Ramsey an anchor at forward for Missouri men's basketball team

Tuesday, March 9, 2010 | 7:56 p.m. CST; updated 10:56 p.m. CST, Tuesday, March 9, 2010
With Justin Safford out with an injury, Missouri's Keith Ramsey has played an average of 38 minutes in the past three games. He says the morning after those games has been a painful experience.

COLUMBIA — Nothing could have prepared Keith Ramsey for what he experienced when Missouri forward Justin Safford was injured.

He expected the increased minutes on the court. But the mornings after in his past three games came as a surprise.

One-minute game guide

Wednesday’s Big 12 tournament game
No. 5 seed Missouri (22-9, 10-6 Big 12) vs. No. 12 seed Nebraska (14-17, 2-14 Big 12)
WHEN: 2 p.m.
WHERE: Sprint Center, Kansas City
RADIO: KFRU/1400 AM, KBXR/102.3 FM
Series: Missouri leads 125-91. MU won last meeting 74-59 Feb. 20.
MISSOURI KEY: No free threes: The Huskers are the second-best 3-point shooting team in the Big 12, and their only chance at an upset might be to make a ton of 3-pointers. Top guard Ryan Anderson is their most dangerous threat and shoots 43 percent.
ABOUT NEBRASKA: Coach: Doc Sadler, 4th season
Last season: 18-13, (8-8 Big 12)
The skinny: Nebraska is the Big 12’s worst team and hasn’t won away from Lincoln, Neb., since December of last year. In the Huskers’ two meetings with Missouri this season, they lost by an average of 16 points. Barring an improbable run to the tournament title, they’re playing solely for pride.
NEBRASKA KEY: Finish strong: The last time these two teams played, NU trailed by just two heading into halftime, but collapsed in the second half, losing the game by 15. NU showed it can play with MU, and if it can control the tempo in the second half, where MU is the most dangerous, it has a chance to win.
WATCH FOR: Christian Standhardinger — The 6-8 freshman forward has quickly become an offensive force for NU. He is averaging 13.3 points as a starter and scored 25 points against ISU. He could have a big game against an MU team with little depth in the front court.

















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Ramsey said his whole body aches. His muscles scream with every step and he has bruises from the past night’s battles for rebounds and steals that are ripe and sensitive.

“It’s real painful,” Ramsey said. “I’m sore especially from guarding the best big man on the team, banging with him all game. It takes a load on your body.”

Ramsey’s aches and pains have become a necessary evil for the Missouri men’s basketball team, which has needed him to play almost entire games to anchor a thin frontcourt that has been struggling to replace Safford, who tore his anterior cruciate ligament in his left knee Feb. 24.

"He is just exerting all the energy he has," Laurence Bowers, a Missouri forward, said. "I'm quite sure he is getting a little bit tired, but he isn't showing it and he has never let coach know."

Despite playing in a fast-paced system that sends players to the bench for frequent breaks, Ramsey has flourished. In the past three games, he has played an average of 38 minutes and seen both his scoring and rebounding increase. But he never puts his hands on his knees while gasping for air and seems to play with non-stop energy throughout the game.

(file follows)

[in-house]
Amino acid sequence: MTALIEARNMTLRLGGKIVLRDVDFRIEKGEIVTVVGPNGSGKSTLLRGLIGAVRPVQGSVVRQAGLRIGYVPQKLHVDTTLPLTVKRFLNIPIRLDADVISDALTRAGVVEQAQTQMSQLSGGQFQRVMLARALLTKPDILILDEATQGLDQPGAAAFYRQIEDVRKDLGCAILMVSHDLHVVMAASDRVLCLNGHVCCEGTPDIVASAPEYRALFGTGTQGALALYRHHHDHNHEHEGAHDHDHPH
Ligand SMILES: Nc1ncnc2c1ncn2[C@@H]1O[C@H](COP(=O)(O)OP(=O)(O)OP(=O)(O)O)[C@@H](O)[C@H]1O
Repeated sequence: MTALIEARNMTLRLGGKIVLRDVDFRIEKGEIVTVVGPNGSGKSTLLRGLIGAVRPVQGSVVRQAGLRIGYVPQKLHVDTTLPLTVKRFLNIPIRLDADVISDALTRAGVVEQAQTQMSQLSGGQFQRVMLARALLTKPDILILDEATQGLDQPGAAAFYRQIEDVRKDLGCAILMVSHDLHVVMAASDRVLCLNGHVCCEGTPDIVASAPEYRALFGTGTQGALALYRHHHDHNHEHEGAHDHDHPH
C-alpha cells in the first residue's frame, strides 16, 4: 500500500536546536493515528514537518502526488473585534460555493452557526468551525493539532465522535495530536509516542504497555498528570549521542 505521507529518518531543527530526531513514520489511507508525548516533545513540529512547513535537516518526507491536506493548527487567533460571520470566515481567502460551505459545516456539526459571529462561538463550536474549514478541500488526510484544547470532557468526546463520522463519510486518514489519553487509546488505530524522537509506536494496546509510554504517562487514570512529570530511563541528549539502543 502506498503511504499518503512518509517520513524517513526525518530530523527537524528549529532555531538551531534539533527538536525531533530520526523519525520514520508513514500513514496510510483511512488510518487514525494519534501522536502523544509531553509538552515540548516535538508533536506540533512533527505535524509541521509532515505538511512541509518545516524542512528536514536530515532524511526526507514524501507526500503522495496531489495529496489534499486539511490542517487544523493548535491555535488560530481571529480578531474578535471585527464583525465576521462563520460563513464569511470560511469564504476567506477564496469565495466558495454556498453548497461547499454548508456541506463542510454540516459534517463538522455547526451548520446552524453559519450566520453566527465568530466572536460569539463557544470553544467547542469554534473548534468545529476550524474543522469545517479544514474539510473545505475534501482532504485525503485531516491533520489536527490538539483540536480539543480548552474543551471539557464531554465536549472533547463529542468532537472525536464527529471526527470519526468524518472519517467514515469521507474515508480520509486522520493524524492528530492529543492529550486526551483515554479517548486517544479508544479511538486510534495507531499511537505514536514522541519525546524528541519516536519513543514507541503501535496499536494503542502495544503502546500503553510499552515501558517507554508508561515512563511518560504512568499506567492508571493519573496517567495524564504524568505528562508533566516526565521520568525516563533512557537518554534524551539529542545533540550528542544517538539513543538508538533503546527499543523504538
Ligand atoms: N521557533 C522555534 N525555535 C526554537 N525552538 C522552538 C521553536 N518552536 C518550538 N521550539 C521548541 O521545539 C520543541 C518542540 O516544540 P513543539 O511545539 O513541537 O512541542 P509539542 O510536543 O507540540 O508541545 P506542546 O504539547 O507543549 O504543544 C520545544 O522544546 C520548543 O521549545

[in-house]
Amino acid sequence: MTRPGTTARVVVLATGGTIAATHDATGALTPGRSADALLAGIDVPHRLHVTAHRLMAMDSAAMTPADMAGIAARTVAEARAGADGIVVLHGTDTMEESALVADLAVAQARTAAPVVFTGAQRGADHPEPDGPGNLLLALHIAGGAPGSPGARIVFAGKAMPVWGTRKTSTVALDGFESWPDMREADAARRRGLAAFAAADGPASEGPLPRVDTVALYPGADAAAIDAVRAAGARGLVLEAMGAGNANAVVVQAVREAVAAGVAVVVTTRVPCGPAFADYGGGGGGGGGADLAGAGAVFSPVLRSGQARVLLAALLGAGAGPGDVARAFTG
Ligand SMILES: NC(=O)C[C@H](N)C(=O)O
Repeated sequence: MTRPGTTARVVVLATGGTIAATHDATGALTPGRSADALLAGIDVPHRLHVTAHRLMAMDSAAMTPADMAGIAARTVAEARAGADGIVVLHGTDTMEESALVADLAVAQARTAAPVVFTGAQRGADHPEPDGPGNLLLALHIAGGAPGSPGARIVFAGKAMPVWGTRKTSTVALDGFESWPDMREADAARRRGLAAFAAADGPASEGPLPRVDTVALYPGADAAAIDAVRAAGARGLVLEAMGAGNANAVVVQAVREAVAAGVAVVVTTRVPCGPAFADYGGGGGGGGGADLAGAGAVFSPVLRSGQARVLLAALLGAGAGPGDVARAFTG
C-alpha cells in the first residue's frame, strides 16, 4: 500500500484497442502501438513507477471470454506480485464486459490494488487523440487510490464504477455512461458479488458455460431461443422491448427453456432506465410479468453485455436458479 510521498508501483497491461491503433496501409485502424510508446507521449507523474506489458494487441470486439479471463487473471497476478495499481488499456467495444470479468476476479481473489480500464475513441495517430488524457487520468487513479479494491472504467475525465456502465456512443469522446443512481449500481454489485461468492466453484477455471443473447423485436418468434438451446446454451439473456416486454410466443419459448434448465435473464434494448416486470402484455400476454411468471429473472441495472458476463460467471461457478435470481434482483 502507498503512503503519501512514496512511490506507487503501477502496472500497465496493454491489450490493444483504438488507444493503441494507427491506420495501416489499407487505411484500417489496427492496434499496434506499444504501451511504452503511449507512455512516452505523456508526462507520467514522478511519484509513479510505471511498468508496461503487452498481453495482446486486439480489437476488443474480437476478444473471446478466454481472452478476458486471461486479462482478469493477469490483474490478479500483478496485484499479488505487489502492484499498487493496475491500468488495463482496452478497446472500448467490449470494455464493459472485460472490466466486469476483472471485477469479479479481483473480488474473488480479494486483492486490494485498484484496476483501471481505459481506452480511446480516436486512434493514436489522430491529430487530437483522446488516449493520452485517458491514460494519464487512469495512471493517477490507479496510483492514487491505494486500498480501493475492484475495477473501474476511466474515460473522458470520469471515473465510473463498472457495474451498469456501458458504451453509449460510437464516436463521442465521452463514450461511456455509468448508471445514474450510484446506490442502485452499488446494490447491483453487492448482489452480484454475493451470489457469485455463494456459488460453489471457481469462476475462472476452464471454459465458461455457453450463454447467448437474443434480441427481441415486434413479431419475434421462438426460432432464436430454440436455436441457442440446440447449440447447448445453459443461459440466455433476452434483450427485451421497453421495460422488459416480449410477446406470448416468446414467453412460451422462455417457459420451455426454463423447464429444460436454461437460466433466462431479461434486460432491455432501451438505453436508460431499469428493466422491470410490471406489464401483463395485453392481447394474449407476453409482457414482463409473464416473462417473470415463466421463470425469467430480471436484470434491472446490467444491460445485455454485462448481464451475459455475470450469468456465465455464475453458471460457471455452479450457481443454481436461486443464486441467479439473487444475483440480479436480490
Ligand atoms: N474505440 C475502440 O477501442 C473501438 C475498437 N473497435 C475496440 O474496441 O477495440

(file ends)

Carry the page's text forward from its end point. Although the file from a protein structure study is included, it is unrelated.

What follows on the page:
“I always play a lot of minutes for every team, so I’m used to that,” Ramsey said. “Just because I don’t look tired doesn’t mean I am. I’ll be exhausted, but I just fight through it because I want to be out there for my team.”

Part of the reason for Ramsey’s success has been his increased emphasis on offense. Known as a defensive player, Ramsey has used his minutes to find scoring opportunities. He has been more aggressive grabbing offensive rebounds to make a quick layup, and has even taken some jump shots.

“He’s been scoring a lot more points than a lot of people thought he is capable of,” Bowers said.

Ramsey’s play has been crucial for the Tigers. Both Bowers and forward Steve Moore have struggled to stay on the court because of foul trouble and have scored a mere 17 points combined in the past three games.

“It’s been huge,” Bowers said of Ramsey’s play. “Justin logged a lot of minutes, and speaking for myself, I’ve been playing a lot more than usual. We just got to try and fill that void.”

Ramsey's play has helped the Tigers so far, but coach Mike Anderson said it won’t work during the Big 12 Tournament. Without a bye, Missouri will need to win four games in four days if it wants to defend its tournament championship. Ramsey is likely to become worn out.

When fifth-seeded Missouri plays 12th-seeded Nebraska on Wednesday, Anderson hopes to get his less experienced forwards like John Underwood, who has only played in two Big 12 games, some playing time to rest Ramsey. And Moore should receive even more minutes.

“He’ll be a guy who is going to give you everything he’s got,” Anderson said of Ramsey. “But I think to have him down the stretch, as we have all year long, is going to be key for our team.”


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